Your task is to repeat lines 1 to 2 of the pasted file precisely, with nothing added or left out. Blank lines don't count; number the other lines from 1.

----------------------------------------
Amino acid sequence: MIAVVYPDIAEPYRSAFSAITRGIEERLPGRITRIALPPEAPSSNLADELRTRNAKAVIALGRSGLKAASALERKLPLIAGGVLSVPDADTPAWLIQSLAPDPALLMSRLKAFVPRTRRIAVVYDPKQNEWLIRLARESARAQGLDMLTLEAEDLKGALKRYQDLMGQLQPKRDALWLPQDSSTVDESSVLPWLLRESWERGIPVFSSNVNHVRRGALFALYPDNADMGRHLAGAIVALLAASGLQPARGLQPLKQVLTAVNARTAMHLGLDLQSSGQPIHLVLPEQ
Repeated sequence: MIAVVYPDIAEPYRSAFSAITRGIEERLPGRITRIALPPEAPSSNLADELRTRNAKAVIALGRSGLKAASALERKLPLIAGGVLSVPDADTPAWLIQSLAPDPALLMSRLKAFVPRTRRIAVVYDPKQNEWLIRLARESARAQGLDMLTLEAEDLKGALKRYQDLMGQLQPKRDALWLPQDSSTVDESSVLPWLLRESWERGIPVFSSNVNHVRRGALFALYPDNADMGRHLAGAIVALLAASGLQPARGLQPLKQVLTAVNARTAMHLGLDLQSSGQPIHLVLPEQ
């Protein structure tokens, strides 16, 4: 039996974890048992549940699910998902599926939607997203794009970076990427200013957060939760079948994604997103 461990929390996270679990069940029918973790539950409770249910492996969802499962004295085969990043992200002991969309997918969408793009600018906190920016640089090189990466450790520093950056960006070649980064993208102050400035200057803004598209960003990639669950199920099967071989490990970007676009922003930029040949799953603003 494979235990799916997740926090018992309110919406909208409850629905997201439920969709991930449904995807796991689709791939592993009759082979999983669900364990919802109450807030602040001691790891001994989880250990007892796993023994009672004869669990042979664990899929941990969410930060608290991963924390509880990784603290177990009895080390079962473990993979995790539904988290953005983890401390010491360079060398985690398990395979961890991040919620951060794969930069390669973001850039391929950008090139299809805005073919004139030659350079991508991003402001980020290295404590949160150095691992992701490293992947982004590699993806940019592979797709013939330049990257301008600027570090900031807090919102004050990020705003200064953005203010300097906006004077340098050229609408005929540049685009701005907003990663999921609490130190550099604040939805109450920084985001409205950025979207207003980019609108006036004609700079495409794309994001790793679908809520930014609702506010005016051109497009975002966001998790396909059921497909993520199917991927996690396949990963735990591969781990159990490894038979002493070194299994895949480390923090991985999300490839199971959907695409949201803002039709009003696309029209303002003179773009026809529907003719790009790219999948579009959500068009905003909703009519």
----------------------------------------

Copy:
Amino acid sequence: MIAVVYPDIAEPYRSAFSAITRGIEERLPGRITRIALPPEAPSSNLADELRTRNAKAVIALGRSGLKAASALERKLPLIAGGVLSVPDADTPAWLIQSLAPDPALLMSRLKAFVPRTRRIAVVYDPKQNEWLIRLARESARAQGLDMLTLEAEDLKGALKRYQDLMGQLQPKRDALWLPQDSSTVDESSVLPWLLRESWERGIPVFSSNVNHVRRGALFALYPDNADMGRHLAGAIVALLAASGLQPARGLQPLKQVLTAVNARTAMHLGLDLQSSGQPIHLVLPEQ
Repeated sequence: MIAVVYPDIAEPYRSAFSAITRGIEERLPGRITRIALPPEAPSSNLADELRTRNAKAVIALGRSGLKAASALERKLPLIAGGVLSVPDADTPAWLIQSLAPDPALLMSRLKAFVPRTRRIAVVYDPKQNEWLIRLARESARAQGLDMLTLEAEDLKGALKRYQDLMGQLQPKRDALWLPQDSSTVDESSVLPWLLRESWERGIPVFSSNVNHVRRGALFALYPDNADMGRHLAGAIVALLAASGLQPARGLQPLKQVLTAVNARTAMHLGLDLQSSGQPIHLVLPEQ